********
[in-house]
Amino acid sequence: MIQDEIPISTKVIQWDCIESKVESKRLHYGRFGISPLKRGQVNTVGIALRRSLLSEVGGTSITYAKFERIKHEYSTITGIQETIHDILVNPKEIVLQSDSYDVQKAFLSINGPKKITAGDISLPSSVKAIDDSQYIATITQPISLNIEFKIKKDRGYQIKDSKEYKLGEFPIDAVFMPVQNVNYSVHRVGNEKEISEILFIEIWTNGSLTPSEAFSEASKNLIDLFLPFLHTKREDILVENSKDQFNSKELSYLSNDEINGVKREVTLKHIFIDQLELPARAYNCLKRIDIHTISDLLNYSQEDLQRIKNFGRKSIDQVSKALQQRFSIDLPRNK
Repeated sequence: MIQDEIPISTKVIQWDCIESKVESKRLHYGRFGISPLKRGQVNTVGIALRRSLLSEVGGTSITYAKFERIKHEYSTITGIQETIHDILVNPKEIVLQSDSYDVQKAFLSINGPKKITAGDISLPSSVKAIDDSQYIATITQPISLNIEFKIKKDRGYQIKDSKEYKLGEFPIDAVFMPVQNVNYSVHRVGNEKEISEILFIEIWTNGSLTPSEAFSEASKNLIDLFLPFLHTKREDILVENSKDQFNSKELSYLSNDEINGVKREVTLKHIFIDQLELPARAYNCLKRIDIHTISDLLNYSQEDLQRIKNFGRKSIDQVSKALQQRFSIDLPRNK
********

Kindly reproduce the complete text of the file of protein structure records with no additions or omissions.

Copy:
[in-house]
Amino acid sequence: MIQDEIPISTKVIQWDCIESKVESKRLHYGRFGISPLKRGQVNTVGIALRRSLLSEVGGTSITYAKFERIKHEYSTITGIQETIHDILVNPKEIVLQSDSYDVQKAFLSINGPKKITAGDISLPSSVKAIDDSQYIATITQPISLNIEFKIKKDRGYQIKDSKEYKLGEFPIDAVFMPVQNVNYSVHRVGNEKEISEILFIEIWTNGSLTPSEAFSEASKNLIDLFLPFLHTKREDILVENSKDQFNSKELSYLSNDEINGVKREVTLKHIFIDQLELPARAYNCLKRIDIHTISDLLNYSQEDLQRIKNFGRKSIDQVSKALQQRFSIDLPRNK
Repeated sequence: MIQDEIPISTKVIQWDCIESKVESKRLHYGRFGISPLKRGQVNTVGIALRRSLLSEVGGTSITYAKFERIKHEYSTITGIQETIHDILVNPKEIVLQSDSYDVQKAFLSINGPKKITAGDISLPSSVKAIDDSQYIATITQPISLNIEFKIKKDRGYQIKDSKEYKLGEFPIDAVFMPVQNVNYSVHRVGNEKEISEILFIEIWTNGSLTPSEAFSEASKNLIDLFLPFLHTKREDILVENSKDQFNSKELSYLSNDEINGVKREVTLKHIFIDQLELPARAYNCLKRIDIHTISDLLNYSQEDLQRIKNFGRKSIDQVSKALQQRFSIDLPRNK